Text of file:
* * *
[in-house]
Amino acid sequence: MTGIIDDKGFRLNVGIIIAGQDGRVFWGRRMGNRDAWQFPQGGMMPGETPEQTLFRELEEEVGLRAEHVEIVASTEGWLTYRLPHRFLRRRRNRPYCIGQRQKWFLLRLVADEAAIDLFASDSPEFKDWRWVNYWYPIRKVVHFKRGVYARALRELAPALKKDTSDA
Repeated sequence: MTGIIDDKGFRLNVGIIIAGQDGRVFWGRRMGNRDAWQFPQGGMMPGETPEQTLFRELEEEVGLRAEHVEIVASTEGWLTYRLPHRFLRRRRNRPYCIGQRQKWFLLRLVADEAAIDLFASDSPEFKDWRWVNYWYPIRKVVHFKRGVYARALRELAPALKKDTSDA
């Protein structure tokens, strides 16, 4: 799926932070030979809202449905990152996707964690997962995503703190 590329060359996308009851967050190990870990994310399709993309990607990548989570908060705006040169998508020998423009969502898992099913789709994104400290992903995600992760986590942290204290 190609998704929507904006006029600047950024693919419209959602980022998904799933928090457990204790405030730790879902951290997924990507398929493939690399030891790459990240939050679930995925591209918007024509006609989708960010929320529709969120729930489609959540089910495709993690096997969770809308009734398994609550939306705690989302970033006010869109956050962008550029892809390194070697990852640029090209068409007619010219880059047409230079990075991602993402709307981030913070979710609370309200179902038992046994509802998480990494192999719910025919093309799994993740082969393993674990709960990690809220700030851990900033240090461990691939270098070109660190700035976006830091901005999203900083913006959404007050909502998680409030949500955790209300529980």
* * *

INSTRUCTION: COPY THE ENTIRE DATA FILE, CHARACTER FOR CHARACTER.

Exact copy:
[in-house]
Amino acid sequence: MTGIIDDKGFRLNVGIIIAGQDGRVFWGRRMGNRDAWQFPQGGMMPGETPEQTLFRELEEEVGLRAEHVEIVASTEGWLTYRLPHRFLRRRRNRPYCIGQRQKWFLLRLVADEAAIDLFASDSPEFKDWRWVNYWYPIRKVVHFKRGVYARALRELAPALKKDTSDA
Repeated sequence: MTGIIDDKGFRLNVGIIIAGQDGRVFWGRRMGNRDAWQFPQGGMMPGETPEQTLFRELEEEVGLRAEHVEIVASTEGWLTYRLPHRFLRRRRNRPYCIGQRQKWFLLRLVADEAAIDLFASDSPEFKDWRWVNYWYPIRKVVHFKRGVYARALRELAPALKKDTSDA
């Protein structure tokens, strides 16, 4: 799926932070030979809202449905990152996707964690997962995503703190 590329060359996308009851967050190990870990994310399709993309990607990548989570908060705006040169998508020998423009969502898992099913789709994104400290992903995600992760986590942290204290 190609998704929507904006006029600047950024693919419209959602980022998904799933928090457990204790405030730790879902951290997924990507398929493939690399030891790459990240939050679930995925591209918007024509006609989708960010929320529709969120729930489609959540089910495709993690096997969770809308009734398994609550939306705690989302970033006010869109956050962008550029892809390194070697990852640029090209068409007619010219880059047409230079990075991602993402709307981030913070979710609370309200179902038992046994509802998480990494192999719910025919093309799994993740082969393993674990709960990690809220700030851990900033240090461990691939270098070109660190700035976006830091901005999203900083913006959404007050909502998680409030949500955790209300529980």